Another legend is that St. Anthony had a book of psalms that was of great importance to him because it contained notes that he used to teach his students. This was before the invention of the printing press, so all books were hand written, rare, and very valuable. A novice who decided to leave the order maliciously took the book with him. St. Anthony prayed that the book would be found and returned. The thief had a change of heart, returned the book and rejoined the order. The book is said to be preserved at the Franciscan Friary library in Bologna.
In 1231, Anthony became very ill with ergotism and died on June 13. He was 35 years old. He was canonized by Pope Gregory IX less than a year after his death after seeing the miracles that occurred at his tomb, including the recovery of lost items! He was named a Doctor of the Church in 1946 by Pope Pius XII.
St. Anthony lost himself totally to the will of God. He gave up the comforts of his studies with the Augustinians to join the Franciscans; he was lost at sea for months when he was already weakened and ill; he was entrusted to form young men in what would become one of the most influential religious orders in the world. He may have been lost in his life concerning his vocation, location and situation, but he never lost his trust in the Lord that he would be found.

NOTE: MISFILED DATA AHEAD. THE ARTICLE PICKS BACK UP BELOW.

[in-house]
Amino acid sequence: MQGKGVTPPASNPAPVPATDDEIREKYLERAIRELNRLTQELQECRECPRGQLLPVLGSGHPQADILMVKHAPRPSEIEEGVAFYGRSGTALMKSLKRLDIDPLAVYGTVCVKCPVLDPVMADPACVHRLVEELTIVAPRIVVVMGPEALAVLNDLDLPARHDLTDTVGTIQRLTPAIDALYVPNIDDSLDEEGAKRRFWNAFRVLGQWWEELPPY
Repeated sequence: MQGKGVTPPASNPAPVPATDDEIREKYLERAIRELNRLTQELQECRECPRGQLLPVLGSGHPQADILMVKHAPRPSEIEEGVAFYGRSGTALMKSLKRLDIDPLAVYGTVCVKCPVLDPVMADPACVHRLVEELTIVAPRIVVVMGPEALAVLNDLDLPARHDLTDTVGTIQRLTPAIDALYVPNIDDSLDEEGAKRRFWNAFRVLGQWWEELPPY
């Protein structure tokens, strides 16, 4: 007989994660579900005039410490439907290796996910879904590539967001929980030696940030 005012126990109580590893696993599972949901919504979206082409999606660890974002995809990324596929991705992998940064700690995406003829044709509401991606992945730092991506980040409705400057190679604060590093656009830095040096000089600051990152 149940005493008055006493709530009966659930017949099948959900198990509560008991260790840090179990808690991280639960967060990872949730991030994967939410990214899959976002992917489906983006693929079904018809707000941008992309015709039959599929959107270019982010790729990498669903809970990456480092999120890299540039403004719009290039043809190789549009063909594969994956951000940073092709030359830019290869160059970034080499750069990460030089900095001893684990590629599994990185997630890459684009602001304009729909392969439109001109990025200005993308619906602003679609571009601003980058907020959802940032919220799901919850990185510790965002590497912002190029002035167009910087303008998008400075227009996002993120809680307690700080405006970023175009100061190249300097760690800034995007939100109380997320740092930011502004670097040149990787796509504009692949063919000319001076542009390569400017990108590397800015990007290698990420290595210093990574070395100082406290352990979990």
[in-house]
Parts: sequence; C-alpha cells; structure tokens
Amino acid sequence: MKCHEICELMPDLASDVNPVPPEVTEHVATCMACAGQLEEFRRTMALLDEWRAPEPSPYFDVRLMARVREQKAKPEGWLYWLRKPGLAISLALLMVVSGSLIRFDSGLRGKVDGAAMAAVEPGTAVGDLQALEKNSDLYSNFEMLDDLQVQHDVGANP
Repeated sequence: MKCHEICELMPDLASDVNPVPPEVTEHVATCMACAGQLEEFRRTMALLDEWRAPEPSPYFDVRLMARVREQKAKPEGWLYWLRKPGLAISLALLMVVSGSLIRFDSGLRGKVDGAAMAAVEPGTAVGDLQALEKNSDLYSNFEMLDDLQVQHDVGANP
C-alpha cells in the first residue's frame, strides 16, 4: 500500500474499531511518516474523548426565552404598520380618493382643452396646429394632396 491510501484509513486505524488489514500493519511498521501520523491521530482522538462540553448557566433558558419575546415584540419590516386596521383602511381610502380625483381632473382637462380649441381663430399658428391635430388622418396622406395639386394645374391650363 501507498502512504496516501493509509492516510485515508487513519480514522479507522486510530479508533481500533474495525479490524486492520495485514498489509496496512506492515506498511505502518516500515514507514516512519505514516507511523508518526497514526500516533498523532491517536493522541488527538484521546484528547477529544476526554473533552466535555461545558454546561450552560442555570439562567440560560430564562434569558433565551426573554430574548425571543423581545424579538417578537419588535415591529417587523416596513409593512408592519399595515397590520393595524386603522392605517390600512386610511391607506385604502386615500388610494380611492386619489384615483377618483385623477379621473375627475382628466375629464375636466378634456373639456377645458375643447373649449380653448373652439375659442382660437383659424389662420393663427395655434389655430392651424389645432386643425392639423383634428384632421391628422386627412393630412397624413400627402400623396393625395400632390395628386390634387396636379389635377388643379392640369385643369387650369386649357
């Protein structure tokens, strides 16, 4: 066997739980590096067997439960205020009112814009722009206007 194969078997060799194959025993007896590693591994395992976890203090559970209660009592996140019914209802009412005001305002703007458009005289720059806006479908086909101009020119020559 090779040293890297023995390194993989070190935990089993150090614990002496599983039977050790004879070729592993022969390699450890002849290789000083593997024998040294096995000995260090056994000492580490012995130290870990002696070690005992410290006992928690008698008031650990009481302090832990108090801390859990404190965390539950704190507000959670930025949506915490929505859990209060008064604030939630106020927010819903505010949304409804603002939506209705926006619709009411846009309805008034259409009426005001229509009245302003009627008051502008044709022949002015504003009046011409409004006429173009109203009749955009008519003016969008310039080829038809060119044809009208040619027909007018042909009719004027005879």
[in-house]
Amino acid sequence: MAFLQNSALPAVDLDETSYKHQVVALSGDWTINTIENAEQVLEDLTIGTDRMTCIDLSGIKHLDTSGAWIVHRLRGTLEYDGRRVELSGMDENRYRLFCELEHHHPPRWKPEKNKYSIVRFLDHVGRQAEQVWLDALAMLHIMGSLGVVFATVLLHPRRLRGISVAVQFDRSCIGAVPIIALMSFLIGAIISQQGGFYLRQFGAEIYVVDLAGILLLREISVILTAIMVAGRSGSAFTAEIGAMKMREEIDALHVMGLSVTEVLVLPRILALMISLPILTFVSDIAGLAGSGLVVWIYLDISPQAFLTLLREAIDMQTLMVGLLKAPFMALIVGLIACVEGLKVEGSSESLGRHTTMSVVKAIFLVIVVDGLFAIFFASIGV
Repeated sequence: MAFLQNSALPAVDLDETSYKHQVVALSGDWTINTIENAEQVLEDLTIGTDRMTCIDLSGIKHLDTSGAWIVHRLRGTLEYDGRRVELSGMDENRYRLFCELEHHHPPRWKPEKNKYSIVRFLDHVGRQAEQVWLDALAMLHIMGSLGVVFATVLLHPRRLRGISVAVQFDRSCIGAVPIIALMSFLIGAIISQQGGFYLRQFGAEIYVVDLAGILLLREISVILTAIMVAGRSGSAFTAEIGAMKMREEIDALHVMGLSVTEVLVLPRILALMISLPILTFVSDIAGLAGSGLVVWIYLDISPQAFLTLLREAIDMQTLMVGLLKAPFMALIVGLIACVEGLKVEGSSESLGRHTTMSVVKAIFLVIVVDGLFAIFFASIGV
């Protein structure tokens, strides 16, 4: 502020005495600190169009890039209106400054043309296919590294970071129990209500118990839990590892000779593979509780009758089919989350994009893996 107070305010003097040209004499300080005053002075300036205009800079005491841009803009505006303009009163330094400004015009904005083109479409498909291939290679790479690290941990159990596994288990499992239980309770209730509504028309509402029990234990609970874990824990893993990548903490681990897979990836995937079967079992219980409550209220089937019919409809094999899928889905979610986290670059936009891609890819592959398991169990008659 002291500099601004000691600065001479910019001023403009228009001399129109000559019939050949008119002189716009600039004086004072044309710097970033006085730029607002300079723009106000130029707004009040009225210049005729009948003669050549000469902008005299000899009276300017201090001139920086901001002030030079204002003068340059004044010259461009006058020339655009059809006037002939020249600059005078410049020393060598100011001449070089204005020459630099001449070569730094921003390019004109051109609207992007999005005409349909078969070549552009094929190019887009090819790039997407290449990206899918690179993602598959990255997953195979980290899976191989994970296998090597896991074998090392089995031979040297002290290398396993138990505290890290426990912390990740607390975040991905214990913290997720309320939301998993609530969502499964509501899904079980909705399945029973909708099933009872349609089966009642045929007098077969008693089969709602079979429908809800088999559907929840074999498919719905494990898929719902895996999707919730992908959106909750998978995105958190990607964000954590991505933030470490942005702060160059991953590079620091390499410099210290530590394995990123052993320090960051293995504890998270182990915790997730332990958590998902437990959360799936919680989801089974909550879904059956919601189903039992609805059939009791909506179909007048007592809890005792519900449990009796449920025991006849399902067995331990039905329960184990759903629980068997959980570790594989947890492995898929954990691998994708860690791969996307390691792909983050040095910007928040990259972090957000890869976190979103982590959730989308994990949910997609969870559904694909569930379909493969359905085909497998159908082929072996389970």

There will be a day when find yourself in a panic because you’ve lost your keys and Mass starts in 5 minutes at a church that is 15 minutes away (speaking from experience…). Fall on your knees to pray that famous prayer and remember the life of the man who is racing to intercede for you. Then maybe you will find your keys still hanging in the lock of the front door from when you entered the house a few hours before…
St. Anthony of Padua, pray for us!